October 03, 2005

Warmth and the French language

It is probably time for me to point out, to the one or two people who still have not noticed, that my post on the inadequacies of French as a Romance language for talking about romance was a joke. That's J O K E: witticism, pleasantry, jape, jest, spoof, rag, kidding... you know what I'm talking about? But at least it did lead to a correspondence about what one should really say about such things as that French doesn't appear to have a word for warmth. I'm grateful to Benoit Essiambre (yes, don't be surprised, I still have many French-speaking friends) for designing this cute graphic to illustrate something a little closer to what might be the true situation regarding a few of the words designating regions in the range from "cold" to "hot" in English and French:

You see what the chart suggests. Some of the senses sort of roughly line up, but nothing lines up perfectly between the two languages with respect to their series of vague adjectives for temperature. They have simply cut the spectrum of heat levels into a different set of regions. This does not mean anything about the French (or English) mind or the impossibility of translation or the inexpressibility of the notion of a warm friendship. I was in fact poking fun, in my ill-advised deadpan way, at the extraordinarily huge number of educated people who nonetheless believe that such conclusions follow. Listen to me: YOU CANNOT draw conclusions about what a culture values, or what speakers perceive, or how a nation thinks, by selective comparison of the senses of a few lexical items.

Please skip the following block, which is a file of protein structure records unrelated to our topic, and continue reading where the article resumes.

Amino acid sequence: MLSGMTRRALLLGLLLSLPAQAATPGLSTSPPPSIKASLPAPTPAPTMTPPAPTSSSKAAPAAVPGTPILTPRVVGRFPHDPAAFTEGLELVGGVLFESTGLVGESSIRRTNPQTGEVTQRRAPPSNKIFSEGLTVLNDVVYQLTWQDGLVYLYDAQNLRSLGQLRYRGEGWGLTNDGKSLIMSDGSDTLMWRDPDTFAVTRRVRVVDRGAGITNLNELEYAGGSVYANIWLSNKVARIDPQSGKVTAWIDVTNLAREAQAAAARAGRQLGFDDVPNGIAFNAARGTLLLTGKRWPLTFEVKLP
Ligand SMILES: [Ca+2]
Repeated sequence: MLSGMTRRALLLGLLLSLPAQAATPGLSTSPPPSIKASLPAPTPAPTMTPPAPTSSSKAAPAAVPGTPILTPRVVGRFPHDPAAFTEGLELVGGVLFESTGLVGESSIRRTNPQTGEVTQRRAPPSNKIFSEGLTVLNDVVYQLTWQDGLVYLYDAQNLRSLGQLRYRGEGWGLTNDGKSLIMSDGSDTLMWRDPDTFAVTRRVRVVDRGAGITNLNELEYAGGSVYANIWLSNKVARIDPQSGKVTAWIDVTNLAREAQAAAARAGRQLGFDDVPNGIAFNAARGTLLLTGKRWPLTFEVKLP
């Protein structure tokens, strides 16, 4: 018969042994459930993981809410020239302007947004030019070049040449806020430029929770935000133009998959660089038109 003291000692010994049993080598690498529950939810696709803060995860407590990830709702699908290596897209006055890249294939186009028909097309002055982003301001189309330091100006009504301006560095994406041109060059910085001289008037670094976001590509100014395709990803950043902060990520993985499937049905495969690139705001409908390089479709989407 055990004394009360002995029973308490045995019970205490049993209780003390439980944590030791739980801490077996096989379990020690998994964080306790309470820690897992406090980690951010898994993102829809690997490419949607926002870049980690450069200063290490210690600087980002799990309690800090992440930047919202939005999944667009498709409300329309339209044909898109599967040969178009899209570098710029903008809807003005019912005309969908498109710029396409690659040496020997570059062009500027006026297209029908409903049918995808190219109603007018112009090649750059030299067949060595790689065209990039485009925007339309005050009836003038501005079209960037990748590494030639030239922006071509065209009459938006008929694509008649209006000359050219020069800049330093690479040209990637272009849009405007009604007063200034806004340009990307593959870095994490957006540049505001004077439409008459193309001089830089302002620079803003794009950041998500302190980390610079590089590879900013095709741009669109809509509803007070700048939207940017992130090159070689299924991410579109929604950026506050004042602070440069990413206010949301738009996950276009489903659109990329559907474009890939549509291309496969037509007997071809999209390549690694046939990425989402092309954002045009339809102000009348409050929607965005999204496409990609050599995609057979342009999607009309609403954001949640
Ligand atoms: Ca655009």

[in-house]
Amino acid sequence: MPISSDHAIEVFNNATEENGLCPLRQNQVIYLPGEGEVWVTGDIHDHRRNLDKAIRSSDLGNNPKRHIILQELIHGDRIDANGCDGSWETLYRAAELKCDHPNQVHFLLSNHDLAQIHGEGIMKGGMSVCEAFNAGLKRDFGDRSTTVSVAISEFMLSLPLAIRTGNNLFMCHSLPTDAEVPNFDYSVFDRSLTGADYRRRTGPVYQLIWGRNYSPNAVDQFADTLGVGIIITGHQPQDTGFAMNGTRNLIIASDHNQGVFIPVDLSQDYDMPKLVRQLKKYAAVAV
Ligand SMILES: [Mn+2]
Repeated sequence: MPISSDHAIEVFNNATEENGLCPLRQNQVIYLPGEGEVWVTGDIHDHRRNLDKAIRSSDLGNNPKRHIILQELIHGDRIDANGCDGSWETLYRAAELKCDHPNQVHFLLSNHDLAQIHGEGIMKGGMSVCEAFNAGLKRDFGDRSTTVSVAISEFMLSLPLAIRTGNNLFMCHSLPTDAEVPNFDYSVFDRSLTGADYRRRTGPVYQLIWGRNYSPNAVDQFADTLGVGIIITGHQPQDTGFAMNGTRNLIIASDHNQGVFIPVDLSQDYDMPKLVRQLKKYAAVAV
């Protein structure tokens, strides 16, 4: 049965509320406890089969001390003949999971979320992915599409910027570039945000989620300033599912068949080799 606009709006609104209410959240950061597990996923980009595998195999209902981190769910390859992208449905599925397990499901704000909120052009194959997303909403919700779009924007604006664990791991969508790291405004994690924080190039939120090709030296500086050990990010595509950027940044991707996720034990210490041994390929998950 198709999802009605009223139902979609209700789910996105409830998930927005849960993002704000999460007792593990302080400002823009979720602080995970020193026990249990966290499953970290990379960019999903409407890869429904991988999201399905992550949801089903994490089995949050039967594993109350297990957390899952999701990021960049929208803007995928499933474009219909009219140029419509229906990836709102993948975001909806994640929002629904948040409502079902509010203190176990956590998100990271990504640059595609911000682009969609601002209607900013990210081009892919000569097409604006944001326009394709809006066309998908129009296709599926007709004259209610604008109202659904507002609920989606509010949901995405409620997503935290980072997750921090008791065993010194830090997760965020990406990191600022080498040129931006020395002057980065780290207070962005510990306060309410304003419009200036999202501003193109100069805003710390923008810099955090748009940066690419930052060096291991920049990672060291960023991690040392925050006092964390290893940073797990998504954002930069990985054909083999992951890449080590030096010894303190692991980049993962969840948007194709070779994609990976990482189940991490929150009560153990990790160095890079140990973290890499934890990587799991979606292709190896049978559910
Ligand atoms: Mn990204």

There. When I die it will still be the case that most educated people still do not appreciate the truth of what I just said, but I thought I would just say it once very seriously with appropriate emphasis. I will die without having convinced people that you can't conclude things about the savage mind by alluding to a few opaque Inuit words for snow, but at least I will not die never having written down the truth in boldface here at Language Log.

Posted by Geoffrey K. Pullum at October 3, 2005 03:48 PM